The results of a Cardiff University study on the 1980 Hague Convention on the Civil Aspects of International Child Abduction raises concerns about the treaty’s overall performance, BBC reports.  Cardiff University Professor Nigel Lowe expressed particular concern over delayed adjudications of cases brought under the treaty, saying “The finding that they are taking longer to be dealt with for me is a worrying one and one that I wish to see addressed.”  Article I of the treaty states as its objective securing the “prompt return of children,” and Article XI directs that cases be adjudicated within six weeks after a court proceeding is initiated.  But, in practice, some countries’ courts take months or even years to dispose of a case.  First Secretary of the Hague Conference on Private International Law, Professor Louise Ellen Teitz, points out that the Conference relies upon the Convention’s 87 member states to carry out their treaty obligations: “I think one has to acknowledge that the convention is not perfect and it isn’t implemented perfectly everywhere,” Teitz told the BBC, “There are more cases and fewer resources.”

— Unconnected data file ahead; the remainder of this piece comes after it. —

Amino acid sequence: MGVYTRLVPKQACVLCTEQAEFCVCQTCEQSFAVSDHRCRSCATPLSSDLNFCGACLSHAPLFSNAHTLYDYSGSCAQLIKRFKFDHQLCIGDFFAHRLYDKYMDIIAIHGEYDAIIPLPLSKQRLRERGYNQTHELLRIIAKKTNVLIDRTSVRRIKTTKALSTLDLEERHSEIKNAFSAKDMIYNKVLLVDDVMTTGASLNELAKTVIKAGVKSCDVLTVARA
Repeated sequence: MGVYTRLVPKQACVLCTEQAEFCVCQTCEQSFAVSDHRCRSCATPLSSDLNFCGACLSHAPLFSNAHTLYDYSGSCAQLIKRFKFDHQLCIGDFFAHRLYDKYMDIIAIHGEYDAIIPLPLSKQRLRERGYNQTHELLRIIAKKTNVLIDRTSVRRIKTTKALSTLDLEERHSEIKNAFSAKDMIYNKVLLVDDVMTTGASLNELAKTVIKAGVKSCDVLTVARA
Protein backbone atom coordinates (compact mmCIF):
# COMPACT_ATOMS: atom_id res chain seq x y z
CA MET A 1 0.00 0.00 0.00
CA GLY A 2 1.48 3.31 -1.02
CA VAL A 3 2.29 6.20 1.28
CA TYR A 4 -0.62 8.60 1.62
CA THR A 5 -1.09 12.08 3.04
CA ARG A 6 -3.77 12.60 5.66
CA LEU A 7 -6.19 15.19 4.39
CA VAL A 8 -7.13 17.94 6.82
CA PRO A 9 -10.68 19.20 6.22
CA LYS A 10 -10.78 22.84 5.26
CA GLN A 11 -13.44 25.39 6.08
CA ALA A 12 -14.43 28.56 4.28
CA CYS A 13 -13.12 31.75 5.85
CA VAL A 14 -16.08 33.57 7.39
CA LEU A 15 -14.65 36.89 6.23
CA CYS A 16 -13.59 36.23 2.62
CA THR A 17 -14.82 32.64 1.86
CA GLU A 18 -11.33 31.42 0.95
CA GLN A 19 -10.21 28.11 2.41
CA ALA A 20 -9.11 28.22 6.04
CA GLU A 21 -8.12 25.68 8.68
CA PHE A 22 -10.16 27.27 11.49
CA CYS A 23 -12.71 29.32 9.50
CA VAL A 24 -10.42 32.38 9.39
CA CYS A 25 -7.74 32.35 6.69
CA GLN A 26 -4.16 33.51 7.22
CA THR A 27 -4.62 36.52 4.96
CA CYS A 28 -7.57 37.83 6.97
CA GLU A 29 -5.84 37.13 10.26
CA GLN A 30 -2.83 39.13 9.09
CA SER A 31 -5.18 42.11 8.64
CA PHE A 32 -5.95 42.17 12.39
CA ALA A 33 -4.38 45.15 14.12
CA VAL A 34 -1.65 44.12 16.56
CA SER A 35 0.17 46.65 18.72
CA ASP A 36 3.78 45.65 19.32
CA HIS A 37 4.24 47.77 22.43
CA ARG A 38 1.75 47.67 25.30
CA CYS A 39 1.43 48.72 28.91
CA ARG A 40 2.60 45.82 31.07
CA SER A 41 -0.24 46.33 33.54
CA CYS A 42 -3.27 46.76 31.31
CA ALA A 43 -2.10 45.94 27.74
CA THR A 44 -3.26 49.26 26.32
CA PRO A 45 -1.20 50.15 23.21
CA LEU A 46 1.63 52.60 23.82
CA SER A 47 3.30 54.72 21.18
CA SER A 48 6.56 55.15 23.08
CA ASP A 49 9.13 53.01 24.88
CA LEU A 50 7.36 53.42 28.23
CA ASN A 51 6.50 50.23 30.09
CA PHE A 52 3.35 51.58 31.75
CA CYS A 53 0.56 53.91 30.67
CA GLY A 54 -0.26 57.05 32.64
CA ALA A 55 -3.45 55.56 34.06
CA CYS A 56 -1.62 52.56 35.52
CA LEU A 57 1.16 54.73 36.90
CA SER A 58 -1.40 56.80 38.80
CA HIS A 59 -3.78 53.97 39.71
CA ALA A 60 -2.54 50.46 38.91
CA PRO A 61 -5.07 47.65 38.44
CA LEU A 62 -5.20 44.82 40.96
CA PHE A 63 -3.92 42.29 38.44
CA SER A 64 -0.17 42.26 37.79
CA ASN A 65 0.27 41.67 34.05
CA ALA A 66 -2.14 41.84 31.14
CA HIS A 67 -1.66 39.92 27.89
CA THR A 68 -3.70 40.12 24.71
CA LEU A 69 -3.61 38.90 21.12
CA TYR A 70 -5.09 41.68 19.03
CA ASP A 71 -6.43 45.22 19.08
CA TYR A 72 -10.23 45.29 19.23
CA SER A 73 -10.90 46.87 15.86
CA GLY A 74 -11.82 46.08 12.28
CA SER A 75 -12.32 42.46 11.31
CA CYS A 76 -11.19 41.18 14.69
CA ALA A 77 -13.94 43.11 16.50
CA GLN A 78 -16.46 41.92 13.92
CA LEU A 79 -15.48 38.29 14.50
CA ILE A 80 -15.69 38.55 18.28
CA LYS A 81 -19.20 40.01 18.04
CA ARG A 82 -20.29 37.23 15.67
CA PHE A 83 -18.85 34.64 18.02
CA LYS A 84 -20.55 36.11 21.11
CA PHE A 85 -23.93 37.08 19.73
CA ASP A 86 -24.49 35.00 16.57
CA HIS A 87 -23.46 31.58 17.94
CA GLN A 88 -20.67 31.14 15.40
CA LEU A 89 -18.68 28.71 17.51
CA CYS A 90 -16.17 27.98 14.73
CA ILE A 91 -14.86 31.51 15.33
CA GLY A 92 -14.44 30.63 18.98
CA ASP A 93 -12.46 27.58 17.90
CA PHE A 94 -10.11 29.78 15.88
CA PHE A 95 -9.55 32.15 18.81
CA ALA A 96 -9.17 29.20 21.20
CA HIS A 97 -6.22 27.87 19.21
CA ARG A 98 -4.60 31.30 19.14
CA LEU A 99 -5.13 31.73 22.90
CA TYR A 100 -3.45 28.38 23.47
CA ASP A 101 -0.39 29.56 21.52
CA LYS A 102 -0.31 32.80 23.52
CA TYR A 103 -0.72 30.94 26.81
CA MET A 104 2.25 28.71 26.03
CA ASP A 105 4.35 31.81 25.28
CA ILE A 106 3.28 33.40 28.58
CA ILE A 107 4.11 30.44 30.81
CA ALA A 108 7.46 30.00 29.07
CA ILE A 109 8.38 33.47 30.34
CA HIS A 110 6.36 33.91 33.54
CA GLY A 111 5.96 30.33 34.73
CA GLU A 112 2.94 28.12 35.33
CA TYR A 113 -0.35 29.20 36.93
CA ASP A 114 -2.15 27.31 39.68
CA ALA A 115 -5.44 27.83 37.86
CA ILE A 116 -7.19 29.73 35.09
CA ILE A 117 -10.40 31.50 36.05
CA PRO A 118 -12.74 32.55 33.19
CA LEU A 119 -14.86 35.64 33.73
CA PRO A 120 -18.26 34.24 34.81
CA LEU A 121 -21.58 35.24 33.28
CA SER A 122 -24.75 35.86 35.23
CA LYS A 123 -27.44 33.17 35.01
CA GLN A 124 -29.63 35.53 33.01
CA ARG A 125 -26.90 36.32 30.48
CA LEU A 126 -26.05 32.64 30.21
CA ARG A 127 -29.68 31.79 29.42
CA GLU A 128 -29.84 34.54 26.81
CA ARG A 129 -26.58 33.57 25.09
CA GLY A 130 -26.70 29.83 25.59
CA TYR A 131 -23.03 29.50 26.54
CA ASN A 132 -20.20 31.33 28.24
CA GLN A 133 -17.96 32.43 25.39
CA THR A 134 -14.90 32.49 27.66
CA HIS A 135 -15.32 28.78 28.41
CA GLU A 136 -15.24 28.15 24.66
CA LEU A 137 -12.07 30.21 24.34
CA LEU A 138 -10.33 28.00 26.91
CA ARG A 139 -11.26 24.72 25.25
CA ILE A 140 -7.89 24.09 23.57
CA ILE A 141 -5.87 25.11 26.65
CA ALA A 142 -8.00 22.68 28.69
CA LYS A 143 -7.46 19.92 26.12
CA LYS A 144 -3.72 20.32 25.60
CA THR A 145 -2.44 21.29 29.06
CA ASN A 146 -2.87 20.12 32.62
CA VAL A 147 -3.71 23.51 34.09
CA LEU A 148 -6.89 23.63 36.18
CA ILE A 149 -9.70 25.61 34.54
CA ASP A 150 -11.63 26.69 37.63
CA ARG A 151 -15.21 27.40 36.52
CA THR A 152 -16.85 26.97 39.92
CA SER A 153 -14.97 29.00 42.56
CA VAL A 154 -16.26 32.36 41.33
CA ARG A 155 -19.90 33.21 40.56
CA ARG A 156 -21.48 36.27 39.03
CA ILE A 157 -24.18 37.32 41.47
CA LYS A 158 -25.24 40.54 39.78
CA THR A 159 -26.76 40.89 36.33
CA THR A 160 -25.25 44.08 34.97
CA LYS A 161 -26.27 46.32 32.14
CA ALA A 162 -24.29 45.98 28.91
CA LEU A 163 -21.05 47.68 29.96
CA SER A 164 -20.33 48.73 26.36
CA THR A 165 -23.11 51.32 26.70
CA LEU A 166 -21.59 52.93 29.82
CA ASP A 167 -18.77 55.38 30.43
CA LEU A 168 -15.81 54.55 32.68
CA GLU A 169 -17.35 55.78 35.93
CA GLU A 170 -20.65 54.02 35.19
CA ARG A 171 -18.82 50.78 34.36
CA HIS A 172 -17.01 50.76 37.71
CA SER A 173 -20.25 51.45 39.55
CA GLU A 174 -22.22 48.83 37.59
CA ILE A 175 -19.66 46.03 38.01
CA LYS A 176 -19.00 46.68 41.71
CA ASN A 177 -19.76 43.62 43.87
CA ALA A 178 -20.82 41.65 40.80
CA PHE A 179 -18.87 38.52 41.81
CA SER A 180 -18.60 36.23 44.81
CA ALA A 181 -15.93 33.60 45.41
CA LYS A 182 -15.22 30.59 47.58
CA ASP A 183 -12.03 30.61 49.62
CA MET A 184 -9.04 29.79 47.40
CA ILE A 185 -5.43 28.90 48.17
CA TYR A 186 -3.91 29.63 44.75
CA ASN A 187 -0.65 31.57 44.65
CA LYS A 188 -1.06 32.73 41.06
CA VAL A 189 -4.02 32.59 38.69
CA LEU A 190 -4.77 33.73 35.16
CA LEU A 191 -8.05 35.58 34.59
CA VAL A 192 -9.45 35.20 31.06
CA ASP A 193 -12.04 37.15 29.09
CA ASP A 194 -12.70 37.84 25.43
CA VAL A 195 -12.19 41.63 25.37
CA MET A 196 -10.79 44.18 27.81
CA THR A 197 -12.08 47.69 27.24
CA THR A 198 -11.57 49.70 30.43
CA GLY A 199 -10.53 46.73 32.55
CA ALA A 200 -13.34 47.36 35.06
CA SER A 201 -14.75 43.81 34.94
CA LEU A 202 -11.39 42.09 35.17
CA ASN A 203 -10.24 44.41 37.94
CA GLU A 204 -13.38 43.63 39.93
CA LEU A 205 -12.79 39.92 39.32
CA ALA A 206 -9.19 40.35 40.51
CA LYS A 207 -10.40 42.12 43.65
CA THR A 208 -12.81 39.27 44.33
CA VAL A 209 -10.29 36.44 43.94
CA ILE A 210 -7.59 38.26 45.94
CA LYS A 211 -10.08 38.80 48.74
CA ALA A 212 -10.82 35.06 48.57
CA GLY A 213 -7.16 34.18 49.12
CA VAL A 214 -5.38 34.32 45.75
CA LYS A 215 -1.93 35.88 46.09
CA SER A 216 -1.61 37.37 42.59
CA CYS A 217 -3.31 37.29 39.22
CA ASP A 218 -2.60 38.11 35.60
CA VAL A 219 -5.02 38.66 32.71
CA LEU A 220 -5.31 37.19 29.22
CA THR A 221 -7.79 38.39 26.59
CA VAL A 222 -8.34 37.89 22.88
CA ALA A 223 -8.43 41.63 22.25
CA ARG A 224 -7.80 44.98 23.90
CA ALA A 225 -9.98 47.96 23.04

READ MORE: Warnings over abduction treaty, By Jon Douglas, BBC (July 22, 2012).